Comments: A bit of Sun today! What a treat... Latest current Bad Boy? 9045...
The actual solar surface is reasonably barren at the moment... A couple of fine groups of smaller spots, but 9045 rocks! Looking much like a yin/yan in its' umbral regions, the penumbra curl delicately round each one. Nice spot!
Still hazy clouds... Saturn wasn't worth taking much time over, because Titan just barely came through. Jupiter was a bit better to watch last night. Even though surface detail was hard to come by, watching Io slide out from behind the body of Jove was still an interesting experience! (wonder what it was up to back there?)
And again, the Moon wasn't presenting the greatest of possiblities, either. Just one day from full, and still killer-bright even filtered. When my pupil finished contracting to roughly the size of a pinpoint, I found myself just tracing the lines and major features.
Do you want to try some doubles? The we best make it easy ones... Mizar and Alcore, Cor Caroli... Sigma Orionis...
Yeah, it wasn't the greatest of night. I don't want to "win 'em all", ok? It just felt good to be outside, listenin' to the Godsmack CD... singing along to "Moonbaby"... watching H and Ranger wrangling in the moonlight...
"Demons dreamin'.... Breathe in. Breathe in! I'm coming back again....
Comments: Winter is far from over here in Ohio. Temperatures plummeted, and blinding snow squalls filled the days. The backyard has once again turned into a snow-covered fantasy...
Tonight the Moon is at perigee.
Steel grey clouds raced across the sky, and strong winds whipped loose snow about in frenzied curls. Above it all, the Moon graced the night with its' silver blue light, bathing the scene in cold, quiet blue. At moments, it would show itself... Incredibly large and beautiful. Vast maria and bright highlights welcome to my tired eyes...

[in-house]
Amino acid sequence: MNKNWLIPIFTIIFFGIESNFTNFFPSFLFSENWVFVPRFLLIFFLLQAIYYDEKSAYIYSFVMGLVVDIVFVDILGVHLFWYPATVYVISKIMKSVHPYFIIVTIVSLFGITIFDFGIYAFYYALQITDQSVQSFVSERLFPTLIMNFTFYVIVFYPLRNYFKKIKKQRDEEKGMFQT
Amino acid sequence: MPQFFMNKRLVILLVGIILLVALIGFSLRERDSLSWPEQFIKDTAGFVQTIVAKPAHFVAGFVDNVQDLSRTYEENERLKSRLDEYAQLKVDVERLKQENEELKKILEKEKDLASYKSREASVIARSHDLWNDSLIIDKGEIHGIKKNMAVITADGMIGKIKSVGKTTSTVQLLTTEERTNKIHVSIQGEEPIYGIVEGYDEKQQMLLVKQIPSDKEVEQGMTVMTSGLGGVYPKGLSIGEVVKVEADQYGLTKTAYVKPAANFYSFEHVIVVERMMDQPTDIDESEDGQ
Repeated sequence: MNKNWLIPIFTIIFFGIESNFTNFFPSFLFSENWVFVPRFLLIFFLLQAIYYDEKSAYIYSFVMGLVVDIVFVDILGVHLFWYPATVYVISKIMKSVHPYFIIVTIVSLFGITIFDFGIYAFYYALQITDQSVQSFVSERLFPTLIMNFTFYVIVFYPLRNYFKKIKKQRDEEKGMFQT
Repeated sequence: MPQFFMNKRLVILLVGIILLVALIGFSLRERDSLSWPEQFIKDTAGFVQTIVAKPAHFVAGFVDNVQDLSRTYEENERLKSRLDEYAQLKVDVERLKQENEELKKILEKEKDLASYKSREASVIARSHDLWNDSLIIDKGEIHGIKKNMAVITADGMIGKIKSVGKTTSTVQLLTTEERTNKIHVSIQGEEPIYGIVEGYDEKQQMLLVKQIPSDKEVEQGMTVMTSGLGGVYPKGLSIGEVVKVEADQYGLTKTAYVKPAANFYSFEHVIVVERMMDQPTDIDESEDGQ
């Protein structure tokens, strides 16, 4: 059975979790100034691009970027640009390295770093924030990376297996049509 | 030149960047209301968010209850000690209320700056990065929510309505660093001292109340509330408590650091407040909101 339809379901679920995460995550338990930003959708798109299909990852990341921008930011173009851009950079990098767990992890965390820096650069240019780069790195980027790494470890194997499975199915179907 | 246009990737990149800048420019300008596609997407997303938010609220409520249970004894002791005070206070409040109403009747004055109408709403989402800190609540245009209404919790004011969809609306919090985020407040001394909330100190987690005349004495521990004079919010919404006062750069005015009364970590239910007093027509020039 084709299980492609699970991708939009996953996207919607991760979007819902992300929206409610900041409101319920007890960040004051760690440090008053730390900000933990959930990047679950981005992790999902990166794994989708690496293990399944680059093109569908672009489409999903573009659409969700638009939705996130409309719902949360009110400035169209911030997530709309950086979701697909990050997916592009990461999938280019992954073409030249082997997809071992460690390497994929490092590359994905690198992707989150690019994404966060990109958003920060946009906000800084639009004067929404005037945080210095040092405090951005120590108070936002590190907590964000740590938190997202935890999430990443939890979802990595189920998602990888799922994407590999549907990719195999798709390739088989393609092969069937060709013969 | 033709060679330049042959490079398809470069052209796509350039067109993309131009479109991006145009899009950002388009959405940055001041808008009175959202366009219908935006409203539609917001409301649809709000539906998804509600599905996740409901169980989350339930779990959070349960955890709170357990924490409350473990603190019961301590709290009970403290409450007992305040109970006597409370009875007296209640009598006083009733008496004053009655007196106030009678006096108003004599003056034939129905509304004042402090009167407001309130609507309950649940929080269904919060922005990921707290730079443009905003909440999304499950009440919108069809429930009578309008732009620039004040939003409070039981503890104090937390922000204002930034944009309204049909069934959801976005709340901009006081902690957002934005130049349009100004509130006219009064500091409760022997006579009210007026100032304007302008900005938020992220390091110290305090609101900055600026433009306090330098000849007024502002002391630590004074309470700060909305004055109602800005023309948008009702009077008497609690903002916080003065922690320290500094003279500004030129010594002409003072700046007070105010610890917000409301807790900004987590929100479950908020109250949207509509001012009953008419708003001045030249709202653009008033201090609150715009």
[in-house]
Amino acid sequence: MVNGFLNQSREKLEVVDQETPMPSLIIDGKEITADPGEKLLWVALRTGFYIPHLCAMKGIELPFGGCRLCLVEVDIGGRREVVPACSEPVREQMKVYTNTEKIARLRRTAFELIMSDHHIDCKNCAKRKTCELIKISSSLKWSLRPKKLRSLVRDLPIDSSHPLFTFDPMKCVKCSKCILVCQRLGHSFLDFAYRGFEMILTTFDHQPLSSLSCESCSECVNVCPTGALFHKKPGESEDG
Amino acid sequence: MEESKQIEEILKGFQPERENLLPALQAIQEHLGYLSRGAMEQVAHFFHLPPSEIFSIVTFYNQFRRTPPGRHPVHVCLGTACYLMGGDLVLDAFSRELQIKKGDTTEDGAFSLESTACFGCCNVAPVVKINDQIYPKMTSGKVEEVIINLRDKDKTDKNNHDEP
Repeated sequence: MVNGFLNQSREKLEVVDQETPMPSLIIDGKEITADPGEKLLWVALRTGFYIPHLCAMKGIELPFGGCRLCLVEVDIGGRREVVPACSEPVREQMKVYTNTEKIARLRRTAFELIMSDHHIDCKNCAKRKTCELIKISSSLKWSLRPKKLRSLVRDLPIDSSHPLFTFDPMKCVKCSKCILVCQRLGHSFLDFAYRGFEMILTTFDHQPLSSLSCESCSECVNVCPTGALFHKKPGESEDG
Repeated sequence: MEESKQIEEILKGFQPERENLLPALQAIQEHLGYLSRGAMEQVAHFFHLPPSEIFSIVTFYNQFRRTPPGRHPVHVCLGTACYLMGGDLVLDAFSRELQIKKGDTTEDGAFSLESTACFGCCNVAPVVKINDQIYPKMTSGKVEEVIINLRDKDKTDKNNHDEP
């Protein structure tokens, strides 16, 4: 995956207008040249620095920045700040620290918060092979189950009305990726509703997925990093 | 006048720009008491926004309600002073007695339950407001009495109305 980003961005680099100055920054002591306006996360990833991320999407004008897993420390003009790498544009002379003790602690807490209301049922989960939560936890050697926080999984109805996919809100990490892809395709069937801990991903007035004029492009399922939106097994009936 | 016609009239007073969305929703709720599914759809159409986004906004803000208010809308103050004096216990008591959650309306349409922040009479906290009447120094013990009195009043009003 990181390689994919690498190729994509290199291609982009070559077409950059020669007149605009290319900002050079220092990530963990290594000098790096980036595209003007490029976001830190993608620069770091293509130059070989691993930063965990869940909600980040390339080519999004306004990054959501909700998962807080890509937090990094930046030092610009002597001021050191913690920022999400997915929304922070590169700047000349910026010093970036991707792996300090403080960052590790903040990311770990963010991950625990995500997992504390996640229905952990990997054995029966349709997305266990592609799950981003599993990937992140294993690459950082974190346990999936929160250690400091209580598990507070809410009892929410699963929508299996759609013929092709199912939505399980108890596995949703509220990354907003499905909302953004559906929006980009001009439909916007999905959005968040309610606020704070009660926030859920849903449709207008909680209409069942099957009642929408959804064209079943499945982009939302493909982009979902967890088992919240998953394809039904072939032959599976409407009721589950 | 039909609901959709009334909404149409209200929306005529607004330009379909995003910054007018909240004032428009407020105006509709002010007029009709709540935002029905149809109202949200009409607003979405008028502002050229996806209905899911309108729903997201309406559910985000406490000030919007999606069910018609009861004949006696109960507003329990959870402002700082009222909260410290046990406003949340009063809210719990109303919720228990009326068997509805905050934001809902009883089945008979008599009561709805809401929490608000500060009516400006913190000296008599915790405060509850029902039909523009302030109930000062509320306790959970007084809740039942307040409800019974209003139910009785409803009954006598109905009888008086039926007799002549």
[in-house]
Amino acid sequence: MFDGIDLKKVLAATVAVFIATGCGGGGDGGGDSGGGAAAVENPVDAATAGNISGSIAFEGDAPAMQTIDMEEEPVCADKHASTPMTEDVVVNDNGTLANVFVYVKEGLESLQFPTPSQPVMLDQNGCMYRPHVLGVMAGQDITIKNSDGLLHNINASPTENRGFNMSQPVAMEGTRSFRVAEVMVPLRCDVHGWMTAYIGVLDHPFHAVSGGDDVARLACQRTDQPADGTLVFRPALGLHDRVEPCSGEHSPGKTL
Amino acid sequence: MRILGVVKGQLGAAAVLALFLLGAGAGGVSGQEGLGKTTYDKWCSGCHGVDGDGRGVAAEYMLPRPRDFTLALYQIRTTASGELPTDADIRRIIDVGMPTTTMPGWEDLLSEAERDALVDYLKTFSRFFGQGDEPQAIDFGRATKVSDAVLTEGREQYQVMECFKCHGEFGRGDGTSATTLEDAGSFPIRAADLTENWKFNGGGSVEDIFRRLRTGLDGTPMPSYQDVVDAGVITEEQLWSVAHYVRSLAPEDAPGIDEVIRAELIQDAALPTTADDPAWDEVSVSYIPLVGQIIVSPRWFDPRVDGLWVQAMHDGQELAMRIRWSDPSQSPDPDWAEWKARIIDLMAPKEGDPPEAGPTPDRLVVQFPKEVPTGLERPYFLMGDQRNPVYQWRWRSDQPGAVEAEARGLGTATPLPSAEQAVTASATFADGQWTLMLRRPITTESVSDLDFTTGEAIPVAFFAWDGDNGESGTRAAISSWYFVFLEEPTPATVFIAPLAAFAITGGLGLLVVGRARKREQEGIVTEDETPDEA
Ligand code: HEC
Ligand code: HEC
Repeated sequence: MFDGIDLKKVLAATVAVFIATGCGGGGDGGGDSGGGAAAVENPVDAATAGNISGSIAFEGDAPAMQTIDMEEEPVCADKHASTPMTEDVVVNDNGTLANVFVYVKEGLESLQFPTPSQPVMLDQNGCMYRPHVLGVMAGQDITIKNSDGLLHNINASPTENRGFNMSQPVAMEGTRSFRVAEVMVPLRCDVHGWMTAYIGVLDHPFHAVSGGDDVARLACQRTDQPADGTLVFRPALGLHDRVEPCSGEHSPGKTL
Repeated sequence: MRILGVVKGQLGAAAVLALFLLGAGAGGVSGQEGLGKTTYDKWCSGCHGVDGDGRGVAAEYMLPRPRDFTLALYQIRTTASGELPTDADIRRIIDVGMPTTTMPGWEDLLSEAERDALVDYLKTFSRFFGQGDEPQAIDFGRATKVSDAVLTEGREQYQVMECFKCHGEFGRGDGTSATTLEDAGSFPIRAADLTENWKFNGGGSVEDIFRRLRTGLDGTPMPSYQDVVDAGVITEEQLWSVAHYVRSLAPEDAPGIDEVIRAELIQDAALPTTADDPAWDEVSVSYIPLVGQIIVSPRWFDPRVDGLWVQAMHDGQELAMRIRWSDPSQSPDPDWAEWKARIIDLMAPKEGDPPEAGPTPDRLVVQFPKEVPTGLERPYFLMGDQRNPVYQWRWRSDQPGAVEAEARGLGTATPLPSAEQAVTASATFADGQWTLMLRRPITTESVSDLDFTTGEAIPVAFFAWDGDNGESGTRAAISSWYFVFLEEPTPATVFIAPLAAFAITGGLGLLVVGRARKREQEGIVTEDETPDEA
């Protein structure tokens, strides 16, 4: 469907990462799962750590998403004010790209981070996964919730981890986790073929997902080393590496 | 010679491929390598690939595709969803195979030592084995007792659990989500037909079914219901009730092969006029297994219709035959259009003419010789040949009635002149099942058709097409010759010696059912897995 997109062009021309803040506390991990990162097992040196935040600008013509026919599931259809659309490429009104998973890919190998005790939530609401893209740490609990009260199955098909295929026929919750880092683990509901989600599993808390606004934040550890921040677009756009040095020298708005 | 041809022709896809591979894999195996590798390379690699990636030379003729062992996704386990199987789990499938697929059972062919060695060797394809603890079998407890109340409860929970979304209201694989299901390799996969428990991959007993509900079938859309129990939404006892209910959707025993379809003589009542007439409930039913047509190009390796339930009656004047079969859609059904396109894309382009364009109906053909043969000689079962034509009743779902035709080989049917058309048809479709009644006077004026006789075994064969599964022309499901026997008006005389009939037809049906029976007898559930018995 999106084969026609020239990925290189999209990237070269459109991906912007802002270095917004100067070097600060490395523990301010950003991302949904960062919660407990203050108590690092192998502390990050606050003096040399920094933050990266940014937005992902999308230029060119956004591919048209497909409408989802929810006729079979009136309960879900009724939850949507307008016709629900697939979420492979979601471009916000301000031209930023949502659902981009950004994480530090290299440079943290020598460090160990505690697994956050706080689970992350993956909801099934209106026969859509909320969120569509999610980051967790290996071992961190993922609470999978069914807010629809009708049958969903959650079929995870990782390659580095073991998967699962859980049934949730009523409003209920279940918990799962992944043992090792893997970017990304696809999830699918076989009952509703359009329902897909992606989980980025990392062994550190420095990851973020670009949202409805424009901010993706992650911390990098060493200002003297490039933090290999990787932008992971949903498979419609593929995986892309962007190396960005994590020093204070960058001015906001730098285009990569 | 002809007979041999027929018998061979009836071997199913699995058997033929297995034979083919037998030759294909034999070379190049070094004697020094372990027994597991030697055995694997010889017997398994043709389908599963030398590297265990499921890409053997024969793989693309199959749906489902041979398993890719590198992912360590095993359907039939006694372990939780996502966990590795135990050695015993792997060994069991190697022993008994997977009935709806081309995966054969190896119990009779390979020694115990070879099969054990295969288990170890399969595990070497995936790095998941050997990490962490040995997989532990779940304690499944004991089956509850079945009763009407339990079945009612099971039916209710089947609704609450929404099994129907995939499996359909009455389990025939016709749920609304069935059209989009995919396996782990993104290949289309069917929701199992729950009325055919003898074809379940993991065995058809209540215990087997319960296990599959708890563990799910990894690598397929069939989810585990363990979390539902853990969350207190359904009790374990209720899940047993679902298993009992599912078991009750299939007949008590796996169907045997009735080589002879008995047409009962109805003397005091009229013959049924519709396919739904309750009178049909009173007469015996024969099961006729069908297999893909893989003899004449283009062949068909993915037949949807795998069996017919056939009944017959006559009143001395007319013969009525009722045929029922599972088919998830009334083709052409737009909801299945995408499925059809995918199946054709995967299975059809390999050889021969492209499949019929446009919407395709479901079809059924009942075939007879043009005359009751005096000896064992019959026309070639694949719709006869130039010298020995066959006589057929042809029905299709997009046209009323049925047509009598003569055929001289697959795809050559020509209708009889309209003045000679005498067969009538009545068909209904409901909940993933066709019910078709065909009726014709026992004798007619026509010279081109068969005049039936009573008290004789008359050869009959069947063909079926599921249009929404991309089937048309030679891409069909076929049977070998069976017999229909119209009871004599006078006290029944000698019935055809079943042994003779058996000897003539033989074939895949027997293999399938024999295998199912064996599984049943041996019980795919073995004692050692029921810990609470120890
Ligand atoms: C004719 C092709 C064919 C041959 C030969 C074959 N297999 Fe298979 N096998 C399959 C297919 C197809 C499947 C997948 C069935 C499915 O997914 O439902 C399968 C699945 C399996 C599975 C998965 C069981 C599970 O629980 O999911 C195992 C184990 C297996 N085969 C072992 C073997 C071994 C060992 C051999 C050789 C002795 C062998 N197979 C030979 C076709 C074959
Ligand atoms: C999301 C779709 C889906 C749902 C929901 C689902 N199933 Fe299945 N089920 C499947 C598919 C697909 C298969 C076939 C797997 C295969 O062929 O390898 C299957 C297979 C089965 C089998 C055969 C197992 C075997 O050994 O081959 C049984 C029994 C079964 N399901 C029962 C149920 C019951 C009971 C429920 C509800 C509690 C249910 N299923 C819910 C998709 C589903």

And I recall the words of Gallieo.
"It is a beautiful and delightful sight to behold the body of the Moon..."
And indeed it is. No master painter could capture the simple beauty of the night. Nor any poet how it feels to stand here in this stark, unforgiving winter landscape just to see the Moon racing along behind the clouds. It is a sensory experience...
To feel the wild wind in your hair... to taste the cold purity of snowflakes on your tounge... to hear the relentless breeze sighing through the bare branches of winter... to touch the frozen perfection of the icicle, like a crystal stacylite, hanging from the eves...
Perhaps Mr. Keats knew...
"What is there in thee, Moon, that thou shouldst move My heart so potently?"
And so I whisper my thanks to the night... the words visible as soft as the clouds above me... to be whisked apart just as quickly by the wicked winter wind.
" Hazing clouds reign on my head. Empty thoughts fill my ears... Find my shape by the Moonlight. Why my thoughts aren't so clear..."
Comments: Another fine, winter warm morning! And I have the time and desire to go explore a bit... Grab that mug, I'll get the 4.5 and let's go!
How I've missed this structure! The M3 does right well with the 114 in terms of resolution. The 17mm reveals a dense core and grainy texture running out to the edges. Nestled in its' triangle of stars, the third Messier contains some of the oldest stars in the Universe! Ten billion years old...
Now how about the M5?
This one doesn't really contain a concentrated core, but again does well in terms of resolvability. The 4.5 isn't going to pick it apart the way the dob can... but the diffuse edges make this globular appear to look very much like a child's top! Spinning away in space, and holding 5 Serpens close to its' influence.
Time for the mighty Hercules!
The M13 just smacks the sky... It's intense concentration is unlike any other! Just the central part of this grand globular is over a hundred light years in diameter! At over 25,000 light years away from us, more than 30,000 distant suns send their light back in a very, very impressive way! Did you know that the first radio signal sent from Aricebo, seeking an exterrestrial intelligent response was aimed at the M13? (E.T. phone home...) A great ball of stars flanked by two much closer ones... The best in the sky! (except for perhaps omega centauri? ;)
The M92 is also nearby. It's entire form is about the size of the core of the M13 at 100 light years... but in the scope, it's perhaps only a fifth of the size of it's much grander companion, and much dimmer... What a difference another 10,000 light years in distance makes, huh?